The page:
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Vol. XIV December, 1966 No. 1



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7



lECElUD



4 Wt^



THE BULLETIN



School of Medicine
University of Nortfi Carolina



THE

MEDICAL SOCIETY OF THE STATE OF NORTH CAROLINA

ESTABLISHED THIS PLAN OF GROUP ACCIDENT AND

HEALTH PROTECTION FOR ITS MEMBERS IN 1940



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each




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Over
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The Bulletin

OF THE SCHOOL OF MEDICINE
OF THE UNIVERSITY OF NORTH CAROLINA

Published in cooperation with the Whitehead Medical Society
and the Medical Foundation of North Carolina, Inc.



Vol. XIV



December, 1966



No. 1



IN THIS ISSUE

New Plasma Fraction 8

Whitehead Society Day 1

The Clinical Cancer Training Program 13

The Class of 195 6— 10-Year Report 16

First Year Class 17

Departing Faculty 25

Presenting the Faculty 27

Monroe's Marauders 29

Dr. Yamazuki on Parking 30



Editorial Committee



George D. Penick, M.D.

(UNC Med. '44) Chairman

Verne H. Blackwelder, M.D.
(UNC Med. '27)

Charles L. Herring, M.D.

(UNC Med. '5 5)
C. T. Kaylor, Ph.D.

John F. Lynch, Jr., M.D.
(UNC Med. '42)

W. W. McLendon, M.D.
(UNC Med. '56)

C. V. McMillan, M.D.



Isaac V. Manly, M.D.

(UNC Med. '44)
Isaac M. Taylor, M.D.

(A.B. UNC '42)
Shahane R. Taylor, Jr., M.D.

(UNC Med. '59)
B. R. Wilcox, M.D.

(UNC Med. '57)
James W. Woods, M.D.
Emory S. Hunt
Gordon B. LeGrand, M.D.

(UNC Med. '6 5)
Joel E. Rothermel

(UNC Med. '67)



Address all inquiries and communications to Emory S. Hunt, 119 MacNider
Building.

Published four times a year. Entered as third-class matter at the Post
Office at Chapel Hill. N. C.




UNC scientists who developed the new plasma fraction are (left to right) Dr.
Robert H. Wagner, Associate Professor of Pathology and Biochemistry, Dr.
Kenneth M. Brinkhous, Professor of Pathology, Dr. Harold R. Roberts, Associ-
ate Professor of Pathology and Assistant Professor of Medicine, and Dr. William
P. Webster, Assistant Professor of Pathology and Oral Pathology.



New Plasma Fraction

for Treatment of Hemophilia

A new plasma fraction representing a signijficant advance for the treat-
ment of hemophilia has been developed by a group of investigators here at the
School of Medicine.

The new fraction is a concentrate of antihemophilic factor prepared from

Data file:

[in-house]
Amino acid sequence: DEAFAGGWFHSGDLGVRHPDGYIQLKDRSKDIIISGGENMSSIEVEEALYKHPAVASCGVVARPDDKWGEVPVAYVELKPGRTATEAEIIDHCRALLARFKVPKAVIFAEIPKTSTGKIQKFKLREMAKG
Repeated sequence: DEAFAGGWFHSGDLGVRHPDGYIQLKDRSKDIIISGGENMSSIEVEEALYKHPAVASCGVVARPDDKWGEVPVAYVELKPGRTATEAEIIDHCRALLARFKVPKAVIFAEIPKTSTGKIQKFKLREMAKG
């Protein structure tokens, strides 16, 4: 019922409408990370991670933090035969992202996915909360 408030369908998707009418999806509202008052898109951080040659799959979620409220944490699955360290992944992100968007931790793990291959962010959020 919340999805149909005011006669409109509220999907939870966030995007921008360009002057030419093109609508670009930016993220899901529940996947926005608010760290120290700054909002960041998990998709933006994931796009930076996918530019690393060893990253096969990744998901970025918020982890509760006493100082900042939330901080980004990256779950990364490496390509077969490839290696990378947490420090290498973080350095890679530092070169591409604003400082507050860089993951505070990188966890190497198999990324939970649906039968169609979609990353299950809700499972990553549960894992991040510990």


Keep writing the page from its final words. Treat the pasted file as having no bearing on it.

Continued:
human plasma by use of an amino acid, glycine. It is being called Fraction AA
since an amino acid is used as a precipitating agent.

The new fraction offers great advantages over plasma or other readily
available fractions for the treatment of hemophilia. It is simple to prepare, as
only a single precipitating step is required. Also, it is stable and may be stored
for indefinite periods. The antihemophilic activity of a 500 cc. unit of blood
is contained in a volume of about 3 cc, thus permitting injection of large
doses of the antihemophilic factor without increasing plasma volume. This
obviates the hazard of hypervolemia attending the use of large volumes of
plasma.



The fraction was developed by four scientists, Drs. W. P. Webster, R. H.
Wagner, H. R. Roberts, and K. M. Brinkhous in the Pathology Laboratory at
North Carolina. Collaborating in scaling up the procedure to make the material
widely available was Dr. G. M. Thelin of Hyland Research Laboratories of
Los Angeles. Dr. Thelin, a hemophiliac himself, earned a Ph.D. in Biochemistry
from U.N.C. in 1960.

After safety tests had been passed and the Division of Biologic Standards
approved the IND application (Investigational Use of New Drug), the local
Clinical Research Unit Supervisory Committee approved the testing protocol.
Drs. Roberts and Webster by now have administered Fraction AA to a number
of bleeder patients who did not have the antihemophilic factor in their blood.
The average amount of fraction given was equivalent to eight liters of plasma.
Antihemophilic factor levels in the plasma have been elevated to normal and
maintained with repeated injections of the fraction.

Patients also have undergone surgical operations without excessive bleeding
after administration of the fraction. Even with large doses and repeated
injections, no untoward side effects have been noted.

The success of this fraction in stopping and preventing hemorrhage in
hemophiha was reported at the last meeting of the American Society of Hema-
tology in Philadelphia and more recently by Drs. Webster and Brinkhous in
Sydney, Australia and Edmonton, Canada. Investigators in other parts of the
United States have also tested the material developed here and have also reported
good results.



Dr. Harold Roberts prepares a vial of the fraction for administration to one
of the patients with classic hemophilia, tested as a volunteer during the initial
clinical studies. These studies were carried out in the Clinical Research Unit
of the N. C. Memorial Hospital (treatment room shown here). The Clinical
Research Unit played a vital role in the successful application of the fraction
to clinical use.







whitehead Society Officers and Representatives (left to right) : James Wallace,
Treasurer; John Thornburg; Robert Shcarin; Rudy Miiitz; Richard Fleming;
Joel Rothermel, President; David Rendlcman; Robert Whitley, Vice-President;
Roberta Williams, Secretary; Jerry Norton; Jim Goodwin.

Whitehead Society Day . . .
September 14, 1966

The formal phase of Whitehead Society Day was held in the medical school
auditorium and was presided over by Society President, Joel Rothermel. Follow-
ing announcement of scholarship winners by Dean Taylor, Dr. Louis G. Welt,